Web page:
An Epic Adventure: Dungeons & Dragons Live at Madison Square Garden – Don’t Miss Out!

They can both sell out Madison Square Garden (… and also, their fans kind of hate Ticketmaster now). Dropout’s Dungeons & Dragons actual play show, Dimension 20, is getting pretty close to selling out a 19,000-seat venue just hours after ticket sales opened to the general public. When I was playing D&D in the early eighties, I would have never believed that there was a future where people would watch live D&D at Madison Square Garden. About an hour after the Madison Square Garden tickets went on sale, the few dozen upper bowl tickets left were $800. Creators can sell out Madison Square Garden.

Taylor Swift and a group of improv comedians pretending to be wizards may seem like an unlikely duo, but they share one surprising similarity – the ability to sell out Madison Square Garden. However, alongside this impressive feat, both artists have also garnered some hate from their fans towards their ticket provider, Ticketmaster.

But now, adding to the list of big names who can boast ticket sales in the famous 19,000-seat venue, is Dropout’s Dungeons & Dragons actual play show, Dimension 20. In a matter of hours, ticket sales for their upcoming show have skyrocketed, causing some confusion among outsiders. As one Redditor commented, “This boggles my mind. When I was playing D&D in the early eighties, I would have never believed that there was a future where people would watch live D&D at Madison Square Garden. It’s incomprehensible to me.”

While it may seem absurd to some to watch people play a tabletop game in a massive sports arena, the success of this genre is undeniable. However, this momentous achievement for actual play shows is overshadowed by a common frustration shared between sports, music, and now D&D fans – Ticketmaster.

As the Taylor Swift-Ticketmaster scandal highlighted, the company’s mishandling and failures have resulted in a large number of new anti-monopolists, especially among Gen Zers, as stated by Federal Trade Commission chair Lina Khan.

In Dimension 20’s case, the source of frustration is Ticketmaster’s dynamic pricing. As more and more people try to purchase tickets, the prices continue to increase. Just an hour after ticket sales opened to the public, the few remaining tickets in the upper bowl were already priced at a whopping $800. And three hours later, those same tickets were still inflated at $330.

A frustrated Redditor posted, “Went onto the presale, tickets were $500+ for the worst ones, we assumed they were scalpers and that the actual sale today would have normal priced tickets… $2000 for the lower bowl!? I know it’s not dropout setting the price but wow is that a LOT of cash.” As another commenter pointed out, thanks to dynamic pricing, Ticketmaster itself is essentially acting as a scalper. It’s no surprise that Dimension 20 fans are upset, especially considering the anti-capitalist themes often explored in the show’s content.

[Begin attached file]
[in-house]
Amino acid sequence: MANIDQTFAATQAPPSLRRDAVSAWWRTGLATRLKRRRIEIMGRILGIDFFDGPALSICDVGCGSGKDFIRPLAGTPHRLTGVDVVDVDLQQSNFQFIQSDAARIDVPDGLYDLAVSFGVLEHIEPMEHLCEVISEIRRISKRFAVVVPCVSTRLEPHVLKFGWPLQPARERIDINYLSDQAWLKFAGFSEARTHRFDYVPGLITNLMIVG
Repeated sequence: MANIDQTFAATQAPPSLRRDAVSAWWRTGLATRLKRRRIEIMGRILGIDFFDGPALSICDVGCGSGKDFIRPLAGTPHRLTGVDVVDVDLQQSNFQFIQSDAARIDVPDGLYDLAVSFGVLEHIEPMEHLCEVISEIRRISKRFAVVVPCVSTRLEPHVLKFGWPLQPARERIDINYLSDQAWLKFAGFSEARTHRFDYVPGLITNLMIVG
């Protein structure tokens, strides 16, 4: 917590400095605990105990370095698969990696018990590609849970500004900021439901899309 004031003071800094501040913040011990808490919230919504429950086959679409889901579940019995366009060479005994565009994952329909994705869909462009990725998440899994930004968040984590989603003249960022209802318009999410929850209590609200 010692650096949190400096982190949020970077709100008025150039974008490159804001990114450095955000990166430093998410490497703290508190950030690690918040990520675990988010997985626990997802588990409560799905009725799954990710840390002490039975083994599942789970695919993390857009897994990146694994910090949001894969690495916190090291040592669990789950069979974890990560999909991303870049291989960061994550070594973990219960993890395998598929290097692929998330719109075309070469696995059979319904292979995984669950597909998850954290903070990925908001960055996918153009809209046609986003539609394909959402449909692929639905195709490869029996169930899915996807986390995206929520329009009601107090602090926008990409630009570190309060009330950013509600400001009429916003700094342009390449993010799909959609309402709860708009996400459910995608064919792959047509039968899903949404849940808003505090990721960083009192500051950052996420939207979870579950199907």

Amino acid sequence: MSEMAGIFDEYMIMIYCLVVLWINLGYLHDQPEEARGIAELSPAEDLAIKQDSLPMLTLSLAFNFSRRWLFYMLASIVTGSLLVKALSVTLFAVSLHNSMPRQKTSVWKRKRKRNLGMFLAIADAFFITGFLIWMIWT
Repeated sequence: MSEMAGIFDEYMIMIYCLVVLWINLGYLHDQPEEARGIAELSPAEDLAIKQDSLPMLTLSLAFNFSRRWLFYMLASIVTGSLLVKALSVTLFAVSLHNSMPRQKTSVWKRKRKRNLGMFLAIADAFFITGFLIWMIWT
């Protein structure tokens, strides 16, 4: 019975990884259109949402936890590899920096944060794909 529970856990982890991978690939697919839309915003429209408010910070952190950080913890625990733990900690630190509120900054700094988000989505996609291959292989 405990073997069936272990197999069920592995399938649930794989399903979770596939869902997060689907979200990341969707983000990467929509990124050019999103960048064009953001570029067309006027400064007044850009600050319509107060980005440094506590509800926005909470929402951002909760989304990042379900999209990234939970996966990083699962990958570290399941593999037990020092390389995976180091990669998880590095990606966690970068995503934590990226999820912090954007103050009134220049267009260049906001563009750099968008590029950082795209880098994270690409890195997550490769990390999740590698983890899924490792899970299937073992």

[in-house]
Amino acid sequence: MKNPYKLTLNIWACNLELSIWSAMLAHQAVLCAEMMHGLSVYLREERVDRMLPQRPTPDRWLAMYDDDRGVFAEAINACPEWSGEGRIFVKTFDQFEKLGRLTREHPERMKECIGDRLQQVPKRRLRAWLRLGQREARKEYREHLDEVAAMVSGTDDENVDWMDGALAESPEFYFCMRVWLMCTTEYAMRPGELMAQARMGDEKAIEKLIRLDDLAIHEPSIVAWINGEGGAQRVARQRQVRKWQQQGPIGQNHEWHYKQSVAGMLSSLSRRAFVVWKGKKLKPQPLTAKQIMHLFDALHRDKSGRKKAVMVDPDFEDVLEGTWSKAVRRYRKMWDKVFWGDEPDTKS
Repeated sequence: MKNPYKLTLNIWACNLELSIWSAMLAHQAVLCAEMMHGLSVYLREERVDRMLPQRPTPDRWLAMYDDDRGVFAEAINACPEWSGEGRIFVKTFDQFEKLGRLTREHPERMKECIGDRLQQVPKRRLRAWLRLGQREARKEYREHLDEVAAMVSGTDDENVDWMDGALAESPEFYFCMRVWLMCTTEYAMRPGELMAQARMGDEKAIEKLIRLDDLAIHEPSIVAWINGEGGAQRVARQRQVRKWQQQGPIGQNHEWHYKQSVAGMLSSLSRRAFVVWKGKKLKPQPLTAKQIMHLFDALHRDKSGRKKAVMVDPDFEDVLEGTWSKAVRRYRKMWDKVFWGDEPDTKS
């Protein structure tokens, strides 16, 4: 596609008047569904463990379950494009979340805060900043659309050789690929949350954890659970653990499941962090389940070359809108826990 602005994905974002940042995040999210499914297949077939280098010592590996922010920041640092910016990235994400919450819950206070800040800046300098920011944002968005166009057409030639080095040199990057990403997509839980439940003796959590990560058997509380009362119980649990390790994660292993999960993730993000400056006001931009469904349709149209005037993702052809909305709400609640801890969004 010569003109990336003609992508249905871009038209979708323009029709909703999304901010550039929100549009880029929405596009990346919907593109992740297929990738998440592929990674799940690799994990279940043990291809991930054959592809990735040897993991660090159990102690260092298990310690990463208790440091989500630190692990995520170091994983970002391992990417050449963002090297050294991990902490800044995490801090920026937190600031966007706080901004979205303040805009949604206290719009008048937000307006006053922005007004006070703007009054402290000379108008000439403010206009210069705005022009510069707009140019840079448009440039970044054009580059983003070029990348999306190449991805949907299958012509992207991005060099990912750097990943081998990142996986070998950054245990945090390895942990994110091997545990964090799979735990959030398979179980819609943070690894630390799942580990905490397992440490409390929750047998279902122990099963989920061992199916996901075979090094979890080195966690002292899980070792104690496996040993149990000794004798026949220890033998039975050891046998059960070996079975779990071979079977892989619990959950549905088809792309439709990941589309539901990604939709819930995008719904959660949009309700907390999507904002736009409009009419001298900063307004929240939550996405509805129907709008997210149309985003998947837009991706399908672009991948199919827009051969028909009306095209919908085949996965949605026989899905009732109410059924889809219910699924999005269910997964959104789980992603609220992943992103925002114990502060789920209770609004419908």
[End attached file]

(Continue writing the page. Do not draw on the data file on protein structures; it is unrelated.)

Nevertheless, despite this pricing debacle, the high demand for the show is a great sign for actual play shows and the creator economy as a whole.

Shows like Dimension 20 and Critical Role, which recently sold out the 12,500-seat Wembley arena, are not the norm for all creators. However, a decade ago, these pop star-level productions for online content creators were unimaginable. In 2013, it was a significant accomplishment for YouTubers John and Hank Green to sell out Carnegie Hall, with a capacity of around 3,000. But now, the line between internet celebrities and traditional ones has become increasingly blurred.

Even the story behind Dropout, the production company responsible for Dimension 20, is a testament to these changing tides. After comedy website CollegeHumor folded, executive Sam Reich acquired the company, which has since evolved into Dropout. Today, Dropout produces various comedy shows, including Dimension 20, that capture the same magic typically found in more traditional shows like Saturday Night Live. In fact, Dropout’s cast members are as captivating as the shows themselves – if you find Lou Wilson amusing on Dimension 20, you’ll likely enjoy his episodes on Game Changer and beyond. This beast of Dropout feeds itself, creating a cycle of success. Moreover, four cast members from Dimension 20 have begun their own creator-owned actual play podcast called Worlds Beyond Number, which now boasts over 30,000 paid subscribers on Patreon, each pledging $5 per month towards the project.

This milestone for Dimension 20 is further proof that the relationship between Silicon Valley and the creator economy’s “hype cycle” is entirely insignificant to creators’ actual careers. Sure, the venture funding for creator companies may have decreased since its peak, but ultimately, what does it matter? Creators can now sell out Madison Square Garden. It’s a remarkable achievement that highlights the evolving landscape of the entertainment industry and the growing power of online content creators.

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Zara Khan

Zara Khan is a seasoned investigative journalist with a focus on social justice issues. She has won numerous awards for her groundbreaking reporting and has a reputation for fearlessly exposing wrongdoing.

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